It all comes from personal ego. We want... We want...

Anyway, I meant to say excellent blog entry.

jOHN nEWELL said...

The solution:

Procedure By Which conservatives Could Control Parliament

If UKIP  is  Lucky,  UKIP could  get,   perhaps,  get   ten to thirty   seats
in  Parliament.  Do  not   forget,   the  public  still regards  UKIP  as   a
one  issue  party.  To gain  control of  Parliament  UKIP  and  (and frie-
nds) should  form a  new  conservative  party  with  a  platform that is 
close to that of the existing Conservative party, omitting, of course, 
policies that are objectionable to conservatives. The purpose would
be to make a bed that would be easy for conservatives to slide into,
including  the eighty  percent  of  the Conservatives who left Conser-
vative  associations. UKIP and the  conservatives  should   then  form
 a  political  association  in  each  parliamentary  district.   UKIP   could
merge with the new party, thus getting rid of the one issue problem. 
Every one who would have worked  to  form  the new,  conservative,
 party   should   be   prevented   from    joining    the    new   party    for
a  period   of time  to  prevent  the  impression  that  UKIP  controls  it.
The two or three conservative parties should hold a primary election
to determine who runs as the Parliamentary candidate, with the losers
to help the winner. The cost of forming new associations can be raised
by local contributors. It is suggested that the  new   conservative   asso-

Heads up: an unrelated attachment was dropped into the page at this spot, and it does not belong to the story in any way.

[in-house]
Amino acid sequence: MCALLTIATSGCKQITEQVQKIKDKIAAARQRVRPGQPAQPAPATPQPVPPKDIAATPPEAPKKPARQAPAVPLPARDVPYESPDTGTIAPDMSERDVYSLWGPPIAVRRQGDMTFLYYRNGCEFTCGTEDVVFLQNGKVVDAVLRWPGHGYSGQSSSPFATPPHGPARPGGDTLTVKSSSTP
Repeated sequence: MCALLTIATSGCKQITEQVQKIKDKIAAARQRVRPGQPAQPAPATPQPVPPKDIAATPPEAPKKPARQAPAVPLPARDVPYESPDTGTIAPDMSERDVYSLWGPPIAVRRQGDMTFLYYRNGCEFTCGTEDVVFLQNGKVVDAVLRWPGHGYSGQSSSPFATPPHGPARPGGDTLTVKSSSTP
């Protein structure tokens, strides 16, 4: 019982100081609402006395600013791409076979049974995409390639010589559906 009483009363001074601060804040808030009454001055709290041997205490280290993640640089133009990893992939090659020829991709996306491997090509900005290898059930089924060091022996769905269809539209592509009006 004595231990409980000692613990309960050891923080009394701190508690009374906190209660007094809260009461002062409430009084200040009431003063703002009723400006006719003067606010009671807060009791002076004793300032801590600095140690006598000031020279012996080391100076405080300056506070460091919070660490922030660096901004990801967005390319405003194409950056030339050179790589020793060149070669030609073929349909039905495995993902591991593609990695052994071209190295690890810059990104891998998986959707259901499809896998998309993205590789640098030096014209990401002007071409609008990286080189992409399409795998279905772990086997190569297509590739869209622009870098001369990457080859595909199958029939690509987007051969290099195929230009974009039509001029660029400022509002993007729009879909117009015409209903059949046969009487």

ciations and the political party be controlled by the lowest level of con-
servatives, such as teachers, small businessmen, solicitors, professionals
etc. If the  above   procedure   can  not  be  completed  in  time  to   get 
candidates   elected   to    Parliament,  the  new  party  must  wait  until
after the  election  and  hold  a  petition  demanding  that  the  elected
MP  resign. Note: an MP  represents   every  person  in  his  district,  not
just members and   supporters of his party. When the petition reaches
fifty percent of those who voted in the prior election, the conservatives
will be morally justified in demanding their MP"s resignation. Then the
new party could run their  candidates  in  the  following by elections. 
To select a candidate, a local  association should  advertise  for applicants
or the position of candidate for  Parliament, then  select   the   best  app-
licant  by using rigorous tests, including, most importantly,  psychological 
evaluation. psychological evaluation is an absolute necessity as the psych-
ological evaluation is the only way to tell who is honest and who is a con-
artist; members of the public  cannot.  Testing  could  be  required  of the 
association  officers,  committee  members and delegates, etc.

The platform, selected by new party associations,  should be some what
 vague in order to facilitate integration  the platforms of the  new  assoc-
iations into one platform. It is suggested that self forming cliques of those
who are   honest  and   trust  worthy  be formed;  then form   self  forming
cliques of those who have   political skills  and  capabilities,  within  the
first described clique.

The corruption in Ukip is a cause for concern. Information about the corr-
uption may bee seen on the following websites:

John Newell